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Regional differences in STI testing barriers among online testers in British Columbia, Canada

Research theme(s)
Internet Based Testing

Aidan Ablona, Troy Grennan, Travis Salway, Jean Shoveller, Christopher Fairley, Mel Krajden, Maja Karlsson, Lorena HIscoe, Sophie Bannar-Martin, Dee Hoyano, Oralia Gomez-Ramirez, Hsiu-Ju Chang, Kim Thomson, Devon Haag, Mark Gilbert

STI & HIV World Congress, July 14-17, 2019

GetCheckedOnline (GCO), an online sexually-transmitted infection (STI) testing service in British Columbia, launched in Vancouver, then expanded to two health regions (Island and Interior), including smaller urban and rural communities. We hypothesized that barriers to STI testing among GCO clients would be greater outside of Vancouver, due to a lower availability of existing STI services regionally.

In 2015-2018, GCO clients were invited to participate in an online survey about STI testing barriers and facilitators at individual (e.g., embarrassment), healthcare provider (e.g., comfort discussing sexual health), clinic (e.g., distance, hours), and social levels (e.g., peer norms). We conducted Chi-squared, Fisher’s exact, and t-tests for bivariate analyses (Vancouver vs. Interior, Vancouver vs. Island); significant results (p<0.01) are shown.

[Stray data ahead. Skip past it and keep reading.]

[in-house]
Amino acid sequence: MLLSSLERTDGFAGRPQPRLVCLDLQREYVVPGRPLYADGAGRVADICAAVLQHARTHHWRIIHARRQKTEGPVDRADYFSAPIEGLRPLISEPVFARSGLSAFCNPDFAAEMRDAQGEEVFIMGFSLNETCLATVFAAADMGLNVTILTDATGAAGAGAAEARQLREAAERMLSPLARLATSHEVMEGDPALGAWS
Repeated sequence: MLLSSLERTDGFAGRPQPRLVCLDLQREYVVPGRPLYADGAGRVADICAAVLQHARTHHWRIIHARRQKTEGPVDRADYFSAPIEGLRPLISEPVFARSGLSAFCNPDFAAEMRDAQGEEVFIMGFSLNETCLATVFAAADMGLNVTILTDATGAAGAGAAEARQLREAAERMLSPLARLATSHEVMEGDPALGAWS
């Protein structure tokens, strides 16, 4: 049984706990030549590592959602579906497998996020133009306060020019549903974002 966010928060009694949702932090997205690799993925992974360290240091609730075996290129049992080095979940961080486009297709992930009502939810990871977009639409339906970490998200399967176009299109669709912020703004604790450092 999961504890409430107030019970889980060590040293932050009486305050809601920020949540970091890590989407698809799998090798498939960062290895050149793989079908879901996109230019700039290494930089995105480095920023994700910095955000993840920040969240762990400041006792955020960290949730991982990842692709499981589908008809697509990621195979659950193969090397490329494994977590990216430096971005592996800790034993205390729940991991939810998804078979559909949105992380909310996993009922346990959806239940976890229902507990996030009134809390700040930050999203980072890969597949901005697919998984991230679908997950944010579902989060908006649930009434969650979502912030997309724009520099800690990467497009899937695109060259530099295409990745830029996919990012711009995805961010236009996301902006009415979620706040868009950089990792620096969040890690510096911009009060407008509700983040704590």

583 GCO clients completed surveys: 299 (51%) Vancouver, 203 (35%) Island, and 81 (14%) Interior. Vancouver respondents included proportionately more men who have sex with men, racialized minorities, and immigrants. A higher proportion of Interior (24%) and Island respondents (18%) reported testing for the first time compared to Vancouver (8%). More Vancouver respondents reported testing through GCO for routine testing (possible other reasons: symptoms, new relationship). We found no regional differences in other barriers at individual or provider levels. Fewer Island respondents reported delaying testing in the past year due to access issues compared to Vancouver respondents (57% vs. 69%), which was not explained by differences in testing history. At a social level, fewer Interior respondents reported regular STI testing as a peer norm (31% vs. 58% Vancouver).

Our findings suggest that testing barriers generally may be more universal than region-specific among users of an online STI testing service. Moreover, despite the apparently wider availability of in-person sexual health services in Vancouver, barriers in accessing these services may persist. Future socio-demographic analyses and additional research (e.g., community surveys) may help to contextualize these findings.